You could try to add the same delay to both outputs. The trick is to introduce logic which can not be optimized away but adds a LUT delay.
You are probably familiar with using EXOR gates to conditionally invert a signal.
I would add an EXOR function to both output ports. One EXOR's "control" signal is high the other is not. The control signal into each EXOR gate must be such that it could change. e.g. a register which you can write a one or zero to. You never will do that but the synthesis tools does not know so it has to keep the EXOR gate. It can't optimize it away.
Yesterday I tried to prevent logic from being optimised away using various Xilinx constraints but failed. In the end I used the certain-to-work-method I described above but I used an input pin to make that the non-inverting LUT is not optimised away:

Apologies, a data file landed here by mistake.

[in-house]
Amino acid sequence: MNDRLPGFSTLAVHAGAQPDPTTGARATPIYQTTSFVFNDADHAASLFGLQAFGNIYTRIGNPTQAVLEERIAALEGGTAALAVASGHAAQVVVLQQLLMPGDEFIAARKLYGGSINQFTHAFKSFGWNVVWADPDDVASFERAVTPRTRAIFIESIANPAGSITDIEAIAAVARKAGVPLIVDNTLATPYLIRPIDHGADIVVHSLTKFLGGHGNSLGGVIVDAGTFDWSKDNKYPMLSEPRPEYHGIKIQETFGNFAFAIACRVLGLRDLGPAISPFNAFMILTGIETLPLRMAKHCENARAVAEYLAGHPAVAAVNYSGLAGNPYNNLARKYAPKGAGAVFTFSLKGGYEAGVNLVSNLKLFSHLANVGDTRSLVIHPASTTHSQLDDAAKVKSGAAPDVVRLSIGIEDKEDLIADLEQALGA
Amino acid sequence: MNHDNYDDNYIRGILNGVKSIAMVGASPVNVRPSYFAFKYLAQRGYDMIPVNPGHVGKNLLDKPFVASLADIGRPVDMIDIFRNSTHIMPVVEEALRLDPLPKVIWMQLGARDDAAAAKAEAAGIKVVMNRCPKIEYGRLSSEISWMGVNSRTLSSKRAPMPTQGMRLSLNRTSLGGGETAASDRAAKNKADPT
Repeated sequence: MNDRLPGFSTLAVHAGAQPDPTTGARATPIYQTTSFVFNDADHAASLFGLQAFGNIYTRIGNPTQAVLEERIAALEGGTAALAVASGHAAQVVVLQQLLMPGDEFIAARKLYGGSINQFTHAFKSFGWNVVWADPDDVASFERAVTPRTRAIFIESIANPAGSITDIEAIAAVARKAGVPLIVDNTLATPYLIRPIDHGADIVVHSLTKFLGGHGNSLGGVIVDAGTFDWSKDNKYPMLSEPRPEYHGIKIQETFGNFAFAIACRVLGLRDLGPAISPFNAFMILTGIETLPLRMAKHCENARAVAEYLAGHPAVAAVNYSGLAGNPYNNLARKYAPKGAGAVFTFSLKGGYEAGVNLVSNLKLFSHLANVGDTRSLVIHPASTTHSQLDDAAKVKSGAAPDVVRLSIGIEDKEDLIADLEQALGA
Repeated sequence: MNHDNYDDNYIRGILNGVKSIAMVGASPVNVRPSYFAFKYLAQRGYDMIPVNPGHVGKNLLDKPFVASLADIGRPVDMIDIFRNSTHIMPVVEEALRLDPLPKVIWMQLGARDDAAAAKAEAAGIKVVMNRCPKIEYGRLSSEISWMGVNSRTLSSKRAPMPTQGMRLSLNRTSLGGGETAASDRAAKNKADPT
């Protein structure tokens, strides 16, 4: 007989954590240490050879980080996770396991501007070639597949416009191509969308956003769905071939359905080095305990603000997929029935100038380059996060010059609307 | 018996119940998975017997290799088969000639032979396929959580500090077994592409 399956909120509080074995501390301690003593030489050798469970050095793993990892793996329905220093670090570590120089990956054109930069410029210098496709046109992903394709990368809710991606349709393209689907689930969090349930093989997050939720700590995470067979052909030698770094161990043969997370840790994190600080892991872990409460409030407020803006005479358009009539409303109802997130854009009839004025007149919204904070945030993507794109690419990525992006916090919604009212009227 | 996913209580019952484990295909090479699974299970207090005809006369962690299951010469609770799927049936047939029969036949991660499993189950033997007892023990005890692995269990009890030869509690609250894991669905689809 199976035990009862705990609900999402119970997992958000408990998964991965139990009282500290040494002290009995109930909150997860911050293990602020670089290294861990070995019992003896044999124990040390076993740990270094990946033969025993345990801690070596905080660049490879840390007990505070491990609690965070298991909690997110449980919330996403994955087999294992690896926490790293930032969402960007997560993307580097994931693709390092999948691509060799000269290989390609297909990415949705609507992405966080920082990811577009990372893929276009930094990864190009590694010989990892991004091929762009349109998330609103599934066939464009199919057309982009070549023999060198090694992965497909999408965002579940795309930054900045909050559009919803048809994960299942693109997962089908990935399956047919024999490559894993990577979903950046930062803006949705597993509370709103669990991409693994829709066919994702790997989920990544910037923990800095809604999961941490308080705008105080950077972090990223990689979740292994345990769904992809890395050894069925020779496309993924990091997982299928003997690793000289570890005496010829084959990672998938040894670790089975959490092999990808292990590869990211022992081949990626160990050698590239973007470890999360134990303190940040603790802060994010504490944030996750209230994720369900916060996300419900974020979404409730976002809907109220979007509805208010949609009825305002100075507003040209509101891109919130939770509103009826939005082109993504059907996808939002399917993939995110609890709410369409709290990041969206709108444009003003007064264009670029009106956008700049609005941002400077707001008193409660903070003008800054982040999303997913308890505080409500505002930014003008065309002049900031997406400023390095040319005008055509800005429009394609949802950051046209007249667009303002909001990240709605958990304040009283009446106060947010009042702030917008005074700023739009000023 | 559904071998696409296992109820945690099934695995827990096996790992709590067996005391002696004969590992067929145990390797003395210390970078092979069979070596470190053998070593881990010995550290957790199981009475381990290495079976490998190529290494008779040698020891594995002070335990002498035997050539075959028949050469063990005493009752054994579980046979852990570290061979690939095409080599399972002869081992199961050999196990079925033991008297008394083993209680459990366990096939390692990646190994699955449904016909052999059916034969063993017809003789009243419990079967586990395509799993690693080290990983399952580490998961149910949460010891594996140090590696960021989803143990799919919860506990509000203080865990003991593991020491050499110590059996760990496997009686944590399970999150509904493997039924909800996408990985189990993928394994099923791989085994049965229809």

// Same delay path for o1 and o2
// where o2 = ~o1
module keep (
input never_changes, // Always low
reg [1:0] count;
// Some (arbitrary) test registers
always @(posedge clk or negedge reset_n)
count <= 2'b0;
count <= count + 2'b01;
This did not work:
// synthesis attribute optimize of X1 is off
// synthesis attribute optimize of X2 is off
// This can't fail: Note that never_changes should be low
assign o1 = never_changes ^ count;
assign o2 = ~count;
This is the result of the outputs after place & route: